Krish Bommakanti spent two years preparing to apply to the Thomas Jefferson High School for Science and Technology. Costly test prep courses and countless hours of studying would be worth it if it meant admission to the top-ranked public high school in the nation.
But on Nov. 9, the Fairfax County School Board moved to remove the standardized test that students work so tirelessly to ace. Weeks later, the board decided that socioeconomic status and region would factor into the admission process.
“The changes are a bit disheartening because I spent a lot of time preparing for the actual standardized test,” said Bommakanti, an eighth-grader at Longfellow Middle School in the Falls Church area.
As Thomas Jefferson – a magnet school attended by students from across Northern Virginia – prepares to offer admission to the first class selected under the new guidelines, community members and policy-makers continue to be skeptical of the changes.
From June through December last year, factions of parents, alumni and policy-makers fiercely debated the merit of proposed changes to TJ’s admissions process. As dual advocacy groups – the Coalition for TJ and the TJ Alumni Action Group – formed, spirited protests took place on campus, infighting emerged within school Facebook groups and once-mundane Parent Teacher Student Association meetings became tense battlegrounds.
And the School Board’s decision Dec. 17 to transition to a holistic review system didn’t end the doubt and division.
The parent-led Coalition for TJ, for example, filed a lawsuit in December to combat the removal of a standardized test and launched another case March 10 aimed at admissions criteria that take into account region and socioeconomic status. Both cases currently await hearings in court.
Meanwhile, both prospective and current students also hold reservations about the changes. In previous years, admissions officers used a combination of teacher recommendations, grade-point average, the standardized test and four timed short essays to evaluate applicants. With the School Board’s decision, teacher recommendations and the standardized test have been removed from the mix, although the timed essays remain.
“I think standardized tests do well to show where you rank among your peers. Implementing one is a good way of determining a hierarchy,” Bommakanti said.
However, eighth-graders Dhruv Chandna and Daniel Campos – both of whom also took test prep courses in anticipation of applying to TJ – approve of the change. Chandna attends Robert Frost Middle School, while Campos goes to Luther Jackson Middle School.
“I like the way they did it, and I think it will improve diversity,” Chandna said. Test prep classes are expensive, he noted. “Some people don't have that money, so it's very hard for them to get into TJ.”
In place of the tests and teacher recommendations, students’ socioeconomic status and other so-called “experience factors” will now be taken into account. It’s here, however, that Campos believes the School Board made a mistake.
“Why would you need [to consider] socioeconomic status?” Campos said. “The most important thing is the student, and if they’re going to excel at the school. I don’t think their background and how much money their family has has anything to do with it. It should be based on the student’s capacity and knowledge.”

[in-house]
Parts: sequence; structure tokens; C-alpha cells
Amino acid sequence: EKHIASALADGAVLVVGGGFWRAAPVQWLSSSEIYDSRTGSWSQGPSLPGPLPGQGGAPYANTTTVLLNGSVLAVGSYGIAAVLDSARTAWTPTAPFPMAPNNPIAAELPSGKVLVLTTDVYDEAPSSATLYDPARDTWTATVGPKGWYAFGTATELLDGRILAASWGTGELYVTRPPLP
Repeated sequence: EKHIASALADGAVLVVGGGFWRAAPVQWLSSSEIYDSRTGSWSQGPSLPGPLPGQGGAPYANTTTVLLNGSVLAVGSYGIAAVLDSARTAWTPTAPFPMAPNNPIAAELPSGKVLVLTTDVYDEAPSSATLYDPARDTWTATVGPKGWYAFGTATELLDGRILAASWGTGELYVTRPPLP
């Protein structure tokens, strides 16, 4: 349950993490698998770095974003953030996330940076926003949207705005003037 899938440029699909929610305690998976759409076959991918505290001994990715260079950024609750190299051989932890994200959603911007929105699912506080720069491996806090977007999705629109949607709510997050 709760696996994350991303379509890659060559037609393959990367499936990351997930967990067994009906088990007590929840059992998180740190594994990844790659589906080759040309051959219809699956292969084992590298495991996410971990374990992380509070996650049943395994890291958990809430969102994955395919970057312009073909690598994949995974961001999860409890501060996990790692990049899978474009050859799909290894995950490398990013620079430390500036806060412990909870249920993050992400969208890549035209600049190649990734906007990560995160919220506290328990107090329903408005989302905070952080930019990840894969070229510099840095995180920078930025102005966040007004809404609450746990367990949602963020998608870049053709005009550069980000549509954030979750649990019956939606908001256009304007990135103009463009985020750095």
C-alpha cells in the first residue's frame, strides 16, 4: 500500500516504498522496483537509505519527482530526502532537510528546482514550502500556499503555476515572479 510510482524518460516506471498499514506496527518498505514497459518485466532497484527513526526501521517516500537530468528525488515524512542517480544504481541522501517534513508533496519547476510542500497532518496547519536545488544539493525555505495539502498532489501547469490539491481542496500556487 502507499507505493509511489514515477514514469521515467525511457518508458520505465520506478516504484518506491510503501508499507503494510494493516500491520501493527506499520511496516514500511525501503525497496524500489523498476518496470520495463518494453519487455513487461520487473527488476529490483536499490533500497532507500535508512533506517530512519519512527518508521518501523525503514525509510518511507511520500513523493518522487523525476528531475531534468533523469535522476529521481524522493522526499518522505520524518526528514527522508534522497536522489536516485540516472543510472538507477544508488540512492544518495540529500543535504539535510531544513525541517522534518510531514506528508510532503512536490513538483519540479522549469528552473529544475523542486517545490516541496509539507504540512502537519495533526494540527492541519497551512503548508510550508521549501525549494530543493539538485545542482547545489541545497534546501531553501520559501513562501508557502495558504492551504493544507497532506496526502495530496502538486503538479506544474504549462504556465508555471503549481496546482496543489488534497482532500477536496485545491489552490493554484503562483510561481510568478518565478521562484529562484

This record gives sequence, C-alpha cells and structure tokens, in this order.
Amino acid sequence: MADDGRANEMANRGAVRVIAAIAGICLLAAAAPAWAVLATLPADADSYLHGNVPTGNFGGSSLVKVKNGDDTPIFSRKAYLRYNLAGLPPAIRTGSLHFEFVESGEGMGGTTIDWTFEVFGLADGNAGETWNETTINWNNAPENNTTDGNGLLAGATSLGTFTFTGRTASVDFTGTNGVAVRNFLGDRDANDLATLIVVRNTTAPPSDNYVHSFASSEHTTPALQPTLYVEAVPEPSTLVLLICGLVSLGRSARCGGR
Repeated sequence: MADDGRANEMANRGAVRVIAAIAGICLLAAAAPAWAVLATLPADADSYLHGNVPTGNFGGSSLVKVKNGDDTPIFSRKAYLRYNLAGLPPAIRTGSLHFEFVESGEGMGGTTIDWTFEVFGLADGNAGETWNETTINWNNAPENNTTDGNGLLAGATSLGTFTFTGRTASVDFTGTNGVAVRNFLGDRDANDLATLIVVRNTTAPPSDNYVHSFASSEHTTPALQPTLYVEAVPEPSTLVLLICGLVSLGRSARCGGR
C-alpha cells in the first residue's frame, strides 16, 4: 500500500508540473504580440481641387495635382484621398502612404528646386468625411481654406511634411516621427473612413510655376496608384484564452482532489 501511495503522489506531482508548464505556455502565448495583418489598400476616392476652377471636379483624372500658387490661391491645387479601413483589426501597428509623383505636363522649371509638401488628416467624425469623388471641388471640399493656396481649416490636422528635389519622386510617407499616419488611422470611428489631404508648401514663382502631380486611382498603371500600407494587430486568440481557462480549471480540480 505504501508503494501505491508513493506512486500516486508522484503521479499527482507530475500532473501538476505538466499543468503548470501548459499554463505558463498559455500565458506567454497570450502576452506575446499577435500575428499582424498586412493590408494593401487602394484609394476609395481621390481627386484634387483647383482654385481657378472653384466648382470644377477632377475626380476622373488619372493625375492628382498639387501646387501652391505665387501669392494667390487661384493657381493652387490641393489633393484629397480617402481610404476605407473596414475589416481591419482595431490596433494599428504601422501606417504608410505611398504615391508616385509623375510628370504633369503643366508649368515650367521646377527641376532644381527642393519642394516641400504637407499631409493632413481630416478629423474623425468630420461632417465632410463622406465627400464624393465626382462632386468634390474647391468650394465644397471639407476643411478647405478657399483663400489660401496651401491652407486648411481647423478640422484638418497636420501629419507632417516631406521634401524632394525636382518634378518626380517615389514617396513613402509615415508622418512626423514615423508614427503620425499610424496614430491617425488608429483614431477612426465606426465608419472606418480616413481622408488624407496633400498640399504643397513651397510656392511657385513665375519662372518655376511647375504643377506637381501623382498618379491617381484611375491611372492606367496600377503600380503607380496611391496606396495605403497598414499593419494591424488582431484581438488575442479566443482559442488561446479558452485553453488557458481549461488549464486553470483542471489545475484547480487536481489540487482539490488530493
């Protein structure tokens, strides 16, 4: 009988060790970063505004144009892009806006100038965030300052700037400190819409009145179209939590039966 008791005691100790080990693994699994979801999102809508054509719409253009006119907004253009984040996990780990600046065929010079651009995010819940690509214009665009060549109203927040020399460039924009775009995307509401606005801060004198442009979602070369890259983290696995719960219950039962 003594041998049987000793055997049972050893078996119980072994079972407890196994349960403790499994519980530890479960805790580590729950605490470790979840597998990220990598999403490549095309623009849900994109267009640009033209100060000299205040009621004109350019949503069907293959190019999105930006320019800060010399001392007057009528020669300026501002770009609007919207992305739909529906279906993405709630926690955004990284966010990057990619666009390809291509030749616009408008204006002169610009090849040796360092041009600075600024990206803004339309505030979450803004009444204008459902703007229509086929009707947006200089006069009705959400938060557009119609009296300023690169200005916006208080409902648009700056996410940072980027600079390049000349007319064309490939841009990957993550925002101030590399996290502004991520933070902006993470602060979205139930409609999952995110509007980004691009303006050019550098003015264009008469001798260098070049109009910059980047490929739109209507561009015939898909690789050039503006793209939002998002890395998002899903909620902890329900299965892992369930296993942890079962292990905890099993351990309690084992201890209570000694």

However, TJ senior Dinan Elsyad, one of the few Black students who attend the school, worries that the School Board did not go far enough in this aspect, even though she acknowledges that legally race cannot be a factor in the decision.
“The process itself doesn’t really take into account the inequities that come along with a specific race that you're a part of,” Elsyad added. “I went to a wealthy middle school. I am not part of a lower socioeconomic status group. Technically, I shouldn’t have had issues, but I was harassed by several teachers during my middle school years just because of my race.”
One of the most significant changes to the TJ admissions process is the implementation of individual-school quotas. At a minimum, the number of students admitted from each public middle school will be equivalent to 1.5% of their eighth-grade student population. For example, a middle school with 800 eighth-graders would send a minimum of 12 students to TJ, assuming that at least 12 eighth-graders out of the 800 choose to apply. The county has 23 public middle schools, with student populations as high as 1,500. In total, 550 prospective students will be offered seats at TJ for the fall.
The change seeks to correct a longstanding lack of geographical diversity at the school. More than half of the students admitted to TJ’s Class of 2019, for example, came from just five of the public middle schools in Fairfax.
“There was concern that TJ didn’t reflect geographic diversity in our county – that we were disproportionately drawing from certain middle schools,” School Board member Megan McLaughlin said. “By these changes, going school by school, we will certainly see improved access to TJ for students who are dealing with poverty.”
However, McLaughlin believes that the individual-school quotas may underrepresent students at Advanced Academic Program centers as well as students at known feeder schools into TJ – where families often move to increase their children’s chances of admission to the magnet school.
“Students at AAP centers are getting the same number of allocated admission seats at TJ as all of the other middle schools. This gives me pause,” McLaughlin said.
Having completed their timed essays in March, TJ’s newest applicants now wait anxiously for their results, expected in June. For many, the prevailing question is whether the changes will solve the issues that they sought to address in the first place.
“We just have to wait and see,” Elsyad said.
Anuj Khemka is a junior at Thomas Jefferson, where he is the online editor-in-chief of the student news outlet tjTODAY.